The Burrow examines fear-based isolation of a mole-like creature living all alone in his underground burrow. The only connection with others is fear-based taking, taking by claws and teeth. You are either the diner or dinner, never a guest or host. You are alone but not independent because fear eats your life possibilities independence could give. You are your own worst enemy.
Josephine the Singer features love-based giving through art, Kafka's last word on the purpose of art. Like a loving parent giving to her child, the artist mouse Josephine attempts to inspire independent individuality in other mice in the colony through the example of her unique and spontaneous singing. This she gives free of charge. Because of fear of survival stoked by the colony leadership, the rest of the mouse collective hears her singing as a mouse but not as an individual. They remain in fear-based group think with reduced life possibilities.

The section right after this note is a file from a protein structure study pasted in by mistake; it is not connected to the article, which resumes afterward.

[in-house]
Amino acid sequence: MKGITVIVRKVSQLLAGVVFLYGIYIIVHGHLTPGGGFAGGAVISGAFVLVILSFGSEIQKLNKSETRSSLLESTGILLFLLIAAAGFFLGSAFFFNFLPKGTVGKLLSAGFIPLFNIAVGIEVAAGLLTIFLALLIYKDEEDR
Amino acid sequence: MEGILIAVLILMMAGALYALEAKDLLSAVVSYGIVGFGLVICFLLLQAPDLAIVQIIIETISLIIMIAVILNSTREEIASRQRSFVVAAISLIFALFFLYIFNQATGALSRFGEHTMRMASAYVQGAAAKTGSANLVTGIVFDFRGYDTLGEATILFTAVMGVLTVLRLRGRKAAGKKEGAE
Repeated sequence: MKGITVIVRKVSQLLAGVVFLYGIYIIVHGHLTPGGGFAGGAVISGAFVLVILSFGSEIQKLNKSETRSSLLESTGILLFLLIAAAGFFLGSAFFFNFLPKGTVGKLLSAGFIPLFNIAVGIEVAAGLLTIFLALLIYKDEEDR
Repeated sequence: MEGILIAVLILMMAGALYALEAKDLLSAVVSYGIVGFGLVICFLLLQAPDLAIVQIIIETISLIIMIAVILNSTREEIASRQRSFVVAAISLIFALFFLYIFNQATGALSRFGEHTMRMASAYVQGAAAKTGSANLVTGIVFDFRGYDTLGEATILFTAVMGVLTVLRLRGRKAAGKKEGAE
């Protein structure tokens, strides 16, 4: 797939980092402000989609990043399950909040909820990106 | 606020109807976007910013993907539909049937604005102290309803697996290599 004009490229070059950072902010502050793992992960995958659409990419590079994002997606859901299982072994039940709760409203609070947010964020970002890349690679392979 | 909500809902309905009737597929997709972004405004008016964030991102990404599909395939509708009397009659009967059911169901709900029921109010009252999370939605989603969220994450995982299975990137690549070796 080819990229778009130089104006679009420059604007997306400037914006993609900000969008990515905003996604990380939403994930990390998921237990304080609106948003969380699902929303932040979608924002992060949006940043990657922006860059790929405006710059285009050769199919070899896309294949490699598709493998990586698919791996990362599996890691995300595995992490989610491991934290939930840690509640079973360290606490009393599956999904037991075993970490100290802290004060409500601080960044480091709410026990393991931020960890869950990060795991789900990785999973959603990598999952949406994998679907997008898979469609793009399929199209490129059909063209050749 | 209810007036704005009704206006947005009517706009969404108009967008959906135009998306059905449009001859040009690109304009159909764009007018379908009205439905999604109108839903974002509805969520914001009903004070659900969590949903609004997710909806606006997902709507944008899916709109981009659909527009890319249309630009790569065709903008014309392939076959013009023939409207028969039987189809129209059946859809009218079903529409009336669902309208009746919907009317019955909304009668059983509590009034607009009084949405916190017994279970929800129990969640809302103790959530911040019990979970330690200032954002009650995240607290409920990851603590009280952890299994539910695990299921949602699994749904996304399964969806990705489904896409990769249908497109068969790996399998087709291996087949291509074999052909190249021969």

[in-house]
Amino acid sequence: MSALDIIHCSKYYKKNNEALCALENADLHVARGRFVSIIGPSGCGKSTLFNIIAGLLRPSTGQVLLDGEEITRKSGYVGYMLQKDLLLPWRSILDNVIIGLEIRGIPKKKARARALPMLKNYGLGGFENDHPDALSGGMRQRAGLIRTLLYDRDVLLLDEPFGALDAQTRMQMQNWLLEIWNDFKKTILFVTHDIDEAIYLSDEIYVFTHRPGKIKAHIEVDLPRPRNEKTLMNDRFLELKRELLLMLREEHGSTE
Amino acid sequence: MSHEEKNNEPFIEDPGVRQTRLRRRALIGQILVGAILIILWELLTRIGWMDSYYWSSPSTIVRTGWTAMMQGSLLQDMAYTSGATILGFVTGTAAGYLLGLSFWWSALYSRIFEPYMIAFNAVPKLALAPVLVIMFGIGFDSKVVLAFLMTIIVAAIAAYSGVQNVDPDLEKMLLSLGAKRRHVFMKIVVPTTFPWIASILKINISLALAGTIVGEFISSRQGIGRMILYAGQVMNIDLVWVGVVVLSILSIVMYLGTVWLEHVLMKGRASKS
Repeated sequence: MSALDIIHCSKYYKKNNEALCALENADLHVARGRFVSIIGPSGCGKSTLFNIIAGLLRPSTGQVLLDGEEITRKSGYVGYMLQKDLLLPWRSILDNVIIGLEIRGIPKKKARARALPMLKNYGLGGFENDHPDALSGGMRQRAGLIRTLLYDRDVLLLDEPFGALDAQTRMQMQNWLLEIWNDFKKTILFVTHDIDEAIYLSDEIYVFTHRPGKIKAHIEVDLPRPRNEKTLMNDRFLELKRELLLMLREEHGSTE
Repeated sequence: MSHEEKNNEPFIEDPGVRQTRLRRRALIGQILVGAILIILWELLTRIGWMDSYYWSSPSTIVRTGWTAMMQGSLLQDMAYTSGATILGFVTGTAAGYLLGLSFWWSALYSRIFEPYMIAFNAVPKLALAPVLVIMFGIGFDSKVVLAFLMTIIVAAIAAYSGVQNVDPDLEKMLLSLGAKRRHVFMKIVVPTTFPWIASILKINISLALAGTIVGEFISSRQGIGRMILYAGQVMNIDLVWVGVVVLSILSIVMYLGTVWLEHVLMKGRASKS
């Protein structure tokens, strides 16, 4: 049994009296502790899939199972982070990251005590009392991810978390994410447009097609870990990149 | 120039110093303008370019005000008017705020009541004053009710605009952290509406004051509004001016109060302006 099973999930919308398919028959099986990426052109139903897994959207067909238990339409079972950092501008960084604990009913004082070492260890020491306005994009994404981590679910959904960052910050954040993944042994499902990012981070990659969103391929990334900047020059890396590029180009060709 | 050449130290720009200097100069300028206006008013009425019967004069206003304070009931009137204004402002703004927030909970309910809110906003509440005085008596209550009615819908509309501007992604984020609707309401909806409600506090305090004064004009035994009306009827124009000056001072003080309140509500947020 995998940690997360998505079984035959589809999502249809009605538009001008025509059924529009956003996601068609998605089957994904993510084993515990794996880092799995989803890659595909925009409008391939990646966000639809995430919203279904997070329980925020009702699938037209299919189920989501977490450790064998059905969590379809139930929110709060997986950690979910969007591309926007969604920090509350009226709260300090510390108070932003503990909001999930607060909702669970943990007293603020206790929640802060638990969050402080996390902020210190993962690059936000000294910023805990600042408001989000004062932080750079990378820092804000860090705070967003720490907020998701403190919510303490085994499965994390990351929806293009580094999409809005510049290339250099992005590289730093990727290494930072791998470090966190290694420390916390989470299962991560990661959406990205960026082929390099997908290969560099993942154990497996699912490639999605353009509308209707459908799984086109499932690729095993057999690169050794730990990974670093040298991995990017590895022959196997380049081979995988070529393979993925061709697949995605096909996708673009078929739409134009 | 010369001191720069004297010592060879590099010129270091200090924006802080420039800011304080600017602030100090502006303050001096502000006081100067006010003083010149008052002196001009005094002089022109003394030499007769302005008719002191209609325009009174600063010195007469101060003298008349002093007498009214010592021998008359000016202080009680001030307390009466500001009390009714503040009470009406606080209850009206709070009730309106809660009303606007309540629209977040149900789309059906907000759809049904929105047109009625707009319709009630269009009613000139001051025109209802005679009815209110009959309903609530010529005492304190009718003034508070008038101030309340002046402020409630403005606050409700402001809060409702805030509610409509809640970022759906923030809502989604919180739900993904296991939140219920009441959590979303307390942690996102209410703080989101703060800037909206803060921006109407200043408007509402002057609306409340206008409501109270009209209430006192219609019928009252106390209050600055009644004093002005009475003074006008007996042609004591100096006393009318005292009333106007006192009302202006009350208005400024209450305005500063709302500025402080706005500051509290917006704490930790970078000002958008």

In both stories, the issue is the effect of fear or love on independent individual identity and life possibilities. For Kafka, this was the uber human issue as he prepared to meet his maker.
The Hindu connection structures what happens to Holden in Catcher, and fast as take out Zen structures what happens to Franny in Franny and Zooey. Principal tenants of Kabbalah influence and structure important aspects of the story Raise High the Roofbeam, Carpenters, particularly the lack of civil reception of “others” at the wedding reception. These choices were no doubt influenced by Salinger’s experiments with different forms of spirituality.
Salinger apparently came to the conclusion that your spiritual soul lies in your individual identity, a conclusion Joyce and others had reached earlier from connection with Eastern Spirituality. Direct versions of Jesus and Buddha dwell within you just waiting to be discovered. You don’t need an escort.
For many young readers in the 20th century, these stories made up the New Testament, the new gospel as to what was important in life values. Read here how and why they were so powerful.